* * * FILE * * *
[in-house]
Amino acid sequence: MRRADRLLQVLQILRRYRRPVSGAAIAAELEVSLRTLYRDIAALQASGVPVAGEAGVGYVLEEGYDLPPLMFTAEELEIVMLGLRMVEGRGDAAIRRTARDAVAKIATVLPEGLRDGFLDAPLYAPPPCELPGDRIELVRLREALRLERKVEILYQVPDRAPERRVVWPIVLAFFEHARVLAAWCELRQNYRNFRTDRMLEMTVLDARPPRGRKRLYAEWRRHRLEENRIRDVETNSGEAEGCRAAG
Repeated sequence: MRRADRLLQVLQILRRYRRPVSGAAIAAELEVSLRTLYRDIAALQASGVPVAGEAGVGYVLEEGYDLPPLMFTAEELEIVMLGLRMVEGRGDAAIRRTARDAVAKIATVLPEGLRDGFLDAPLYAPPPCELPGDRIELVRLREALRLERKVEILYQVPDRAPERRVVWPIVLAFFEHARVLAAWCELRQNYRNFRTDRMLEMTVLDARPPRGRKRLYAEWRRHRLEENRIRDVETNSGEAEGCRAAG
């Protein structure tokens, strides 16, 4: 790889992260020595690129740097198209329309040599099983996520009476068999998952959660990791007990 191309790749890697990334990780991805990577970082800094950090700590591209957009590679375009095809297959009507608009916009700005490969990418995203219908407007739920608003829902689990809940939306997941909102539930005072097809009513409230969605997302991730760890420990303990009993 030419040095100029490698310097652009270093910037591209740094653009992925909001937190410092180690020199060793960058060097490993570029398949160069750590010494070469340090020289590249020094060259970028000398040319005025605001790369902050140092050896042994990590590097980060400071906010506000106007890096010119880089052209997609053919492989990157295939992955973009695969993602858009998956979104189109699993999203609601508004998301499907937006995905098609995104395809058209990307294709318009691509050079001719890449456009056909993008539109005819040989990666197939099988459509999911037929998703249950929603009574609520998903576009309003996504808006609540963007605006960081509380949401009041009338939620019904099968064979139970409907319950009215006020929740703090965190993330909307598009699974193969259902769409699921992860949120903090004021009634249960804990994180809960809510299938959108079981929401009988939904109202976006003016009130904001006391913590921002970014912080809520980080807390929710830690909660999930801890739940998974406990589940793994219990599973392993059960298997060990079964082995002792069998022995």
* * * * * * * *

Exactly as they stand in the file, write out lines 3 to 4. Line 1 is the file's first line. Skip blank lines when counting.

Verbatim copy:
Repeated sequence: MRRADRLLQVLQILRRYRRPVSGAAIAAELEVSLRTLYRDIAALQASGVPVAGEAGVGYVLEEGYDLPPLMFTAEELEIVMLGLRMVEGRGDAAIRRTARDAVAKIATVLPEGLRDGFLDAPLYAPPPCELPGDRIELVRLREALRLERKVEILYQVPDRAPERRVVWPIVLAFFEHARVLAAWCELRQNYRNFRTDRMLEMTVLDARPPRGRKRLYAEWRRHRLEENRIRDVETNSGEAEGCRAAG
């Protein structure tokens, strides 16, 4: 790889992260020595690129740097198209329309040599099983996520009476068999998952959660990791007990 191309790749890697990334990780991805990577970082800094950090700590591209957009590679375009095809297959009507608009916009700005490969990418995203219908407007739920608003829902689990809940939306997941909102539930005072097809009513409230969605997302991730760890420990303990009993 030419040095100029490698310097652009270093910037591209740094653009992925909001937190410092180690020199060793960058060097490993570029398949160069750590010494070469340090020289590249020094060259970028000398040319005025605001790369902050140092050896042994990590590097980060400071906010506000106007890096010119880089052209997609053919492989990157295939992955973009695969993602858009998956979104189109699993999203609601508004998301499907937006995905098609995104395809058209990307294709318009691509050079001719890449456009056909993008539109005819040989990666197939099988459509999911037929998703249950929603009574609520998903576009309003996504808006609540963007605006960081509380949401009041009338939620019904099968064979139970409907319950009215006020929740703090965190993330909307598009699974193969259902769409699921992860949120903090004021009634249960804990994180809960809510299938959108079981929401009988939904109202976006003016009130904001006391913590921002970014912080809520980080807390929710830690909660999930801890739940998974406990589940793994219990599973392993059960298997060990079964082995002792069998022995």